Estate Planning strategy around company-held assets

Whilst you might understand that not all assets at the disposal of the testator are estate assets, estate planning and company-owned assets require particular attention because of the legal implications of each environment.

Do assets owned in a family company form part of a deceased estate?

One of the financial complications for family members after a death is the treatment of the assets owned by a family-held company (and which, over a long period of time, the family has considered to be part of the family assets). It can be a difficult concept but the company’s assets do not form part of a deceased shareholder’s estate. Those assets per se, are not governed by the Will (they are not estate assets) and accordingly particular attention needs to be paid to such entities in the estate planning process.

The shares owned in the family company form part of the deceased estate.

Whilst a company is a separate legal entity, the shares owned in the company do form part of the estate of the deceased shareholder. The death of an individual shareholder – or for that matter of a director or other officer of the company – has no legal effect on the company’s continuing existence in most circumstances.

This situation can be compared with your expectation as to the consequences of the same estate holding shares in a publicly-traded company: where there is no expectation by beneficiaries that they will have any call on the assets of that company.

Note: there will be some rearranging of share ownership (and where necessary, directorships, etc), but the company itself remains substantially unaffected.

Does any other part of a family company constitute an estate asset?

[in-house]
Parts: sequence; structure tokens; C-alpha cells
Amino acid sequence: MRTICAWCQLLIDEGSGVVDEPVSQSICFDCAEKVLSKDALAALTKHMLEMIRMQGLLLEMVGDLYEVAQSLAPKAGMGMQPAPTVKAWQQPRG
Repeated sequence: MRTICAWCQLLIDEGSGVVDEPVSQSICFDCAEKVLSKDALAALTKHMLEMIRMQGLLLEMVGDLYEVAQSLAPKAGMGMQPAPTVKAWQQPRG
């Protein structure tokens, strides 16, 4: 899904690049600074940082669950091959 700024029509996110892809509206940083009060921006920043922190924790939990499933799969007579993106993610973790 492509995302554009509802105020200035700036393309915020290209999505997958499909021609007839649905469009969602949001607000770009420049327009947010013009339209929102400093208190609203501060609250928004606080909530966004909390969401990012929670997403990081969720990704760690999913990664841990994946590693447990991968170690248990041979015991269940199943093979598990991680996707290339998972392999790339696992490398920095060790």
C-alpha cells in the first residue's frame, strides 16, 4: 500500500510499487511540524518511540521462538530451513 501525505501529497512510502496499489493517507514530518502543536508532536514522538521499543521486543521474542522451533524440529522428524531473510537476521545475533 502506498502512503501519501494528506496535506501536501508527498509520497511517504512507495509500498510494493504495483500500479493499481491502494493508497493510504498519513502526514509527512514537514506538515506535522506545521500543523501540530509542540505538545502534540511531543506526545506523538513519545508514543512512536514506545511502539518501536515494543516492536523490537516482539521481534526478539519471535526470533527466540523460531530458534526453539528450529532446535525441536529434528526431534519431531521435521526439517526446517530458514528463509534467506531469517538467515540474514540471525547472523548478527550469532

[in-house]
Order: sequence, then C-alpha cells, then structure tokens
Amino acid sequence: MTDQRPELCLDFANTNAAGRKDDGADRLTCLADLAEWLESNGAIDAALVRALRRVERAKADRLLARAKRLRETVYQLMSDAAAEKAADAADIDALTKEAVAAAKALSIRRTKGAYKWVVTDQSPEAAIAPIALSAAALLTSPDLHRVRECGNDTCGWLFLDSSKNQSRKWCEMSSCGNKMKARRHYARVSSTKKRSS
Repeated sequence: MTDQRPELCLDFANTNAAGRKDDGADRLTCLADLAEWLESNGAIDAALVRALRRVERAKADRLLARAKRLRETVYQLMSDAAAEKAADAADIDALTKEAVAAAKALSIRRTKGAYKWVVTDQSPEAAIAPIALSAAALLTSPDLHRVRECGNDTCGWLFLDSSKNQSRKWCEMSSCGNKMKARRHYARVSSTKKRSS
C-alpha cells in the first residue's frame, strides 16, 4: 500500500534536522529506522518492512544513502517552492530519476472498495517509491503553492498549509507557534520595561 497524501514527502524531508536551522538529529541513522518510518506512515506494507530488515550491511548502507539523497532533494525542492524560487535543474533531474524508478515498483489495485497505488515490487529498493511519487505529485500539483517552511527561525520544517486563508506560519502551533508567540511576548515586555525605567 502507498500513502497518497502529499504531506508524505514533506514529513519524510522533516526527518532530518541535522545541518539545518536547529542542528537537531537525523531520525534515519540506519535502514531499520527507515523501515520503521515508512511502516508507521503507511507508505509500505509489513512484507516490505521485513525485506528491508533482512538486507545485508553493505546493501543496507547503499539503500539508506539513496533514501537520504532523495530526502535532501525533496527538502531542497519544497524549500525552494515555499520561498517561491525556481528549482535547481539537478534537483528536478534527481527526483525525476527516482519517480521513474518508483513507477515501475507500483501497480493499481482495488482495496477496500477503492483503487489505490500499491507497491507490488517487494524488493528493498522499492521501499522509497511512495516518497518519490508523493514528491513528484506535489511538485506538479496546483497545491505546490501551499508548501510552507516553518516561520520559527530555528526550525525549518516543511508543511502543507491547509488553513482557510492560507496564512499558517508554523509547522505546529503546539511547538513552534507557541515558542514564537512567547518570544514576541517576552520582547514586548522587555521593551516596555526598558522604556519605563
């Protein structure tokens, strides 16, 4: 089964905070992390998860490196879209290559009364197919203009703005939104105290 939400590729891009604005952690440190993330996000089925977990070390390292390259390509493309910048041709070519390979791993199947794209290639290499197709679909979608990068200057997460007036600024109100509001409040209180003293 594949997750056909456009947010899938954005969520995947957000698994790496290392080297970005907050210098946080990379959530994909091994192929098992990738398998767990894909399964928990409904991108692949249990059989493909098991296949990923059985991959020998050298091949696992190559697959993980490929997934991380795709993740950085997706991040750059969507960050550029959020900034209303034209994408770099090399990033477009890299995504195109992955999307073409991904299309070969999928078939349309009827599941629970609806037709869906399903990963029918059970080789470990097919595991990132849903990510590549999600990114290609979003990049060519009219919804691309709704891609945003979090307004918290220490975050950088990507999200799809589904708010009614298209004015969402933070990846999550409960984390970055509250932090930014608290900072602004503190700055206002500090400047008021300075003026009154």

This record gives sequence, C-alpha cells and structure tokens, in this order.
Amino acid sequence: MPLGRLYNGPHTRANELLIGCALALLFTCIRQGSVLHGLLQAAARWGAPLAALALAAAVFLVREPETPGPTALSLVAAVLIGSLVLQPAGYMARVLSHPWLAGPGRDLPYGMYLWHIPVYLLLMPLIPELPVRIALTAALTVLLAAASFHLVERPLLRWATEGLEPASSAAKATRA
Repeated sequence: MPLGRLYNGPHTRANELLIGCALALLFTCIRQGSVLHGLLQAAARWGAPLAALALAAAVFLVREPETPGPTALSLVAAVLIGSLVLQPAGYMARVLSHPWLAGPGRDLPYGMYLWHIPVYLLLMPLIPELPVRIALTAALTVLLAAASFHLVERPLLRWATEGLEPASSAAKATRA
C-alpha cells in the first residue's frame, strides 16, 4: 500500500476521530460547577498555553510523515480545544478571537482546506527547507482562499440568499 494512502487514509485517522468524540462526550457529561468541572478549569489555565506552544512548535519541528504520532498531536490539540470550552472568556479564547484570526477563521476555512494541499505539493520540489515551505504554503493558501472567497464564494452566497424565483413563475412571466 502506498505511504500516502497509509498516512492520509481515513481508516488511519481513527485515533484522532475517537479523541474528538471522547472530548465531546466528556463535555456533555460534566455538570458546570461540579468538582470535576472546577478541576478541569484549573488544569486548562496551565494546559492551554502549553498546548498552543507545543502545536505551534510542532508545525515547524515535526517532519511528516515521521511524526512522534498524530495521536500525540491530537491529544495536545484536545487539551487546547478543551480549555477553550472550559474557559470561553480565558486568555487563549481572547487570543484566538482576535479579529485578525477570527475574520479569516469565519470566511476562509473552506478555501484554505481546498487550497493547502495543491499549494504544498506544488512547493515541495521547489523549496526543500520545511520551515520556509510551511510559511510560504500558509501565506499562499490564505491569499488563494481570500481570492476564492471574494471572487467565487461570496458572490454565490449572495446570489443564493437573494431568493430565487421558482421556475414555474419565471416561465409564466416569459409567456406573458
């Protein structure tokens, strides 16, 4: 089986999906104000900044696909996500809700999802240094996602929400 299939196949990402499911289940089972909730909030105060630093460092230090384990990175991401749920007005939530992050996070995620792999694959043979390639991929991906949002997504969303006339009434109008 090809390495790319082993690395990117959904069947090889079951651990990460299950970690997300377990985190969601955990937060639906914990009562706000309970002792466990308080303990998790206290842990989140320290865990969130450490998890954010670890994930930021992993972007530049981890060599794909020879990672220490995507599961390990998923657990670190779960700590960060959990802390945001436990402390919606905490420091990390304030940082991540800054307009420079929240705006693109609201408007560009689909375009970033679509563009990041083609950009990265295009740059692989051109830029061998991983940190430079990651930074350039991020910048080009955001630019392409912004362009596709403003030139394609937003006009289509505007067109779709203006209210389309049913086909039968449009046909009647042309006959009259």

As indicated above your estate will include the shares owned in a company, as will any debts owed to you by the company (including unpaid dividends previously declared). As such, they will be governed by the terms of your Will – or the intestacy laws if you die without a Will.

As mentioned in an earlier article in this series, any loans you advance to a private company should, for the reasons mentioned in relation to a ‘family’ loan, be documented as to any particular terms and conditions.

What are the consequences for a company with shares forming part of a deceased estate?

…in the short-term:

During the estate administration period, your personal legal representative (the executor of your estate) will be able to exercise any rights that attach to the shares. In private company situations it is wise to be careful in the choice of your executor to ensure that they don’t exercise their (temporary) powers in a way that could damage the interests of other parties.

…in the longer-term:

The ultimate owner of your shares in the company will gain your interest in the company assets and exercise any decision-making rights you may have had consequential to that shareholding. This includes a share in the net assets of the company in a winding up of the entity.

Estate Planning is an important exercise at the personal level and succession planning is also important at the corporate level – especially when more than one family is involved in the ownership of a company.

Where can I get help with Estate Planning?

The Continuum Financial Planners Pty Ltd Estate Planning service offers clients:

  • working with them to prepare the detailed information required for their appointed estate planning specialist lawyer; who can then
  • consider the client’s individual detail in light of their estate planning experience so as to design a plan appropriate to the client’s present and known likely circumstances; and where needed
  • provision of access to our referral connections of such professionals (to whom we are happy to refer you to match their expertise with circumstances such as your own).

The experienced advisors at Continuum Financial Planners Pty Ltd are available to guide you through the preparation of the information to refer to a legal adviser (estate planning specialist) and ensure that all relevant detail is provided to them. For an appointment to get your estate plan started, call our office (on 07-34213456), or use our website Contact Us facility.

More about Estate Planning…

This is the eighth in a series of 13 articles on the topic of Estate Planning: further articles in the series seek to bring clarity to some of the issues and implications to be dealt with in fulfilling the three key considerations of Estate Planning – getting the right amount of money, to the right beneficiaries and at the right time; and to prepare you and your family to understand the final plan when drafted. The remaining articles consider –

(This series was first posted to our website over a period from late-2011 through early-2012; it has been refreshed, updated and re-posted in February 2015.)